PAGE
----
Long, Qian
    Duke Kunshan University (CHN).
    Oburu, Paul
    Maseno University (KEN).
    Pastorelli, Concetta
    Università di Roma “La Sapienza” (ITA).
    Sorbring, Emma
    University West, Department of Social and Behavioural Studies, Division of Psychology, Pedagogy and Sociology.
    Skinner, Ann T.
    Duke University (USA).
    Steinberg, Laurence
    Temple University (USA) and King Abdulaziz University (SAU).
    Tapanya, Sombat
    Chiang Mai University (THA).
    Uribe Tirado, L.M.
    Department of Psychology, Universidad de San Buenaventura, Medellín 050001, (COL).
    Yotanyamaneewong, Saengduean
    Department of Psychology, Chiang Mai University, Chiang Mai (THA).
    Alampay, Liane Peña
    Ateneo de Manila University (PHL).
    Al-Hassan, Suha M.
    Hashemite University and Emirates College for Advanced Education (ARE).
    Bacchini, Dario
    University of Naples “Federico II”, Neapel, (ITA).
    Bornstein, Marc H.
    Child and Family Research, Eunice Kennedy Shriver National Institute of Child Health and Human Development, National Institutes of Health, Public Health Service, Bethesda, MD, (USA).
    Chang, Lei
    University of Macau (MAC).
    Deater-Deckard, Kirby
    Department of Psychological and Brain Sciences, University of Massachusetts, Amherst, MA 01002, (USA).
    Di Giunta, Laura
    Università di Roma “La Sapienza”, Rome, (ITA).
    Dodge, Kenneth A.
    Duke University (USA).
    Gurdal, Sevtap
    University West, Department of Social and Behavioural Studies, Division for Educational Science and Languages.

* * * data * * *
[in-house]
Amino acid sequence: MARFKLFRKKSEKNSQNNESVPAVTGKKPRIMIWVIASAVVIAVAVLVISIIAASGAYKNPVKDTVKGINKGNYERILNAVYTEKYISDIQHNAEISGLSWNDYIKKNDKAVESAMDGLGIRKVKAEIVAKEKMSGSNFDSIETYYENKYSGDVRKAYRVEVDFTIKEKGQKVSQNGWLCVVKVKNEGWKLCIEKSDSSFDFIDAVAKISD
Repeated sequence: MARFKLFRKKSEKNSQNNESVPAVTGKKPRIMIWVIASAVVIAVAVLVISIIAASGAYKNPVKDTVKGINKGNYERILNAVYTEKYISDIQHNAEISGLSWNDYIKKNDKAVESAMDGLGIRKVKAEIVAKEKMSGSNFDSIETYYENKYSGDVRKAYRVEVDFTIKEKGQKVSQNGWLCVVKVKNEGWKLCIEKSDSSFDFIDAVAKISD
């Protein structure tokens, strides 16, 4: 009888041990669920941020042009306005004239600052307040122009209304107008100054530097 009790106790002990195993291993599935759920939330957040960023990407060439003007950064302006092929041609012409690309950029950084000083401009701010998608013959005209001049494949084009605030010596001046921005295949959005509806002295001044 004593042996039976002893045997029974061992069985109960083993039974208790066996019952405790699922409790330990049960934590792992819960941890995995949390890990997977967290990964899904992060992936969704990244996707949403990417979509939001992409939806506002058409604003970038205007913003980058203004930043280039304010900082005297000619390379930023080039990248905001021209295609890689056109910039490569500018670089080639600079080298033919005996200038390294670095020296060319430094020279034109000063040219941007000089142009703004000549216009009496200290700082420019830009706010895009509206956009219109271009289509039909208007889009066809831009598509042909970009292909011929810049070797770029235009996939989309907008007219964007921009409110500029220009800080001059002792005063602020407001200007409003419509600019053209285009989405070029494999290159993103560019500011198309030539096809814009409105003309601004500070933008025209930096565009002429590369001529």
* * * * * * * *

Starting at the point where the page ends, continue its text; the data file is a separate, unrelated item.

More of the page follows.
A longitudinal examination of the family stress model of economic hardship in seven countries2022In: Children and youth services review, ISSN 0190-7409, E-ISSN 1873-7765, Vol. 143, article id 106661Article in journal (Refereed)
    Abstract [en]

    The Family Stress Model of Economic Hardship (FSM) posits that economic situations create differences in psychosocial outcomes for parents and developmental outcomes for their adolescent children. However, prior studies guided by the FSM have been mostly in high-income countries and have included only mother report or have not disaggregated mother and father report. Our focal research questions were whether the indirect effect of economic hardship on adolescent mental health was mediated by economic pressure, parental depression, dysfunctional dyadic coping, and parenting, and whether these relations differed by culture and mother versus father report. We conducted multiple group serial mediation path models using longitudinal data from adolescents ages 12–15 in 2008–2012 from 1,082 families in 10 cultural groups in seven countries (Colombia, Italy, Jordan, Kenya, the Philippines, Thailand, and the United States). Taken together, the indirect effect findings suggest partial support for the FSM in most cultural groups across study countries. We found associations among economic hardship, parental depression, parenting, and adolescent internalizing and externalizing. Findings support polices and interventions aimed at disrupting each path in the model to mitigate the effects of economic hardship on parental depression, harsh parenting, and adolescents’ externalizing and internalizing problems. © 2022 Elsevier Ltd

  • 804.
    Zöger, Sigyn
    et al.
    Göteborg University, Sahlgrenska University Hospital, Section of Psychiatry.
    Erlandsson, Soly